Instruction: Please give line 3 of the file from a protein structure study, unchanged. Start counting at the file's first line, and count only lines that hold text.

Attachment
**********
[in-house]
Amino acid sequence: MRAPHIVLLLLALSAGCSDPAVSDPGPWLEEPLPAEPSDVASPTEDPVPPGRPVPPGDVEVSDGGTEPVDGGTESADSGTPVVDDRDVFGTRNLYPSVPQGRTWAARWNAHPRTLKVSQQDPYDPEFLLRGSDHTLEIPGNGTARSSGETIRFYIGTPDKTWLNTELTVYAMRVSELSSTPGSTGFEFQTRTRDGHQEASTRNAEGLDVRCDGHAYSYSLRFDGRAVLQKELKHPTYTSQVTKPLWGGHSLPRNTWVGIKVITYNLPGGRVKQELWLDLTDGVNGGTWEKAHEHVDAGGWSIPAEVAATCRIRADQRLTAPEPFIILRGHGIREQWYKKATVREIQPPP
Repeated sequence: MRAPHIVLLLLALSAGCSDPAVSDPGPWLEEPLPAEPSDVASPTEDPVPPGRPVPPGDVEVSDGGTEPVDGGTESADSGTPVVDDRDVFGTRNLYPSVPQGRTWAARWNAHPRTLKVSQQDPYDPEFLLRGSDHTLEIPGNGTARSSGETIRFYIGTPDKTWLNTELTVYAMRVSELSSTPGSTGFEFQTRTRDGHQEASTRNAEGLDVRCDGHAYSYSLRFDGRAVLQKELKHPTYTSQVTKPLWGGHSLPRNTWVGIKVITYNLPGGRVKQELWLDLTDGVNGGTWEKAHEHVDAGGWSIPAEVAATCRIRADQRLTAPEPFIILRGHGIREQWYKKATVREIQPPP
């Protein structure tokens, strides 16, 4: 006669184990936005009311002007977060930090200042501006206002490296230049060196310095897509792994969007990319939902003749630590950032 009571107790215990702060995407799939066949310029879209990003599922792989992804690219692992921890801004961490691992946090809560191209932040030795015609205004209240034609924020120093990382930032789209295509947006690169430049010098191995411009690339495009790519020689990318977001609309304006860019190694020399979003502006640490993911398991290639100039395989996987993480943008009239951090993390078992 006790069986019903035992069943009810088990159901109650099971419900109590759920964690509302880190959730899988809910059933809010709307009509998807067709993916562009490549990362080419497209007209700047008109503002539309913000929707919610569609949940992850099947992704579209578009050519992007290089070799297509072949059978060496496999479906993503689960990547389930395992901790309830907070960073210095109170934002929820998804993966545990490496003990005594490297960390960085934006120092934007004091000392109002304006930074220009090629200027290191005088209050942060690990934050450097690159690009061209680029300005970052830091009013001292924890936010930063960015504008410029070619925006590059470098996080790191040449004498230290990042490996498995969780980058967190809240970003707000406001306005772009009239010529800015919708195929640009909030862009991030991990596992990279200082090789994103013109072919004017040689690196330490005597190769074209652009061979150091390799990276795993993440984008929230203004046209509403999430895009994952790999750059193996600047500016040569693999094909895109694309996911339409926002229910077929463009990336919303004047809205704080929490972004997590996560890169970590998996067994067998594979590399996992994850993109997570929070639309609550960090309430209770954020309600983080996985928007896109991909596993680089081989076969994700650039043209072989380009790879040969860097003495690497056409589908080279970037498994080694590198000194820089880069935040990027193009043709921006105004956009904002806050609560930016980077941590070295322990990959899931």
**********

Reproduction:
Repeated sequence: MRAPHIVLLLLALSAGCSDPAVSDPGPWLEEPLPAEPSDVASPTEDPVPPGRPVPPGDVEVSDGGTEPVDGGTESADSGTPVVDDRDVFGTRNLYPSVPQGRTWAARWNAHPRTLKVSQQDPYDPEFLLRGSDHTLEIPGNGTARSSGETIRFYIGTPDKTWLNTELTVYAMRVSELSSTPGSTGFEFQTRTRDGHQEASTRNAEGLDVRCDGHAYSYSLRFDGRAVLQKELKHPTYTSQVTKPLWGGHSLPRNTWVGIKVITYNLPGGRVKQELWLDLTDGVNGGTWEKAHEHVDAGGWSIPAEVAATCRIRADQRLTAPEPFIILRGHGIREQWYKKATVREIQPPP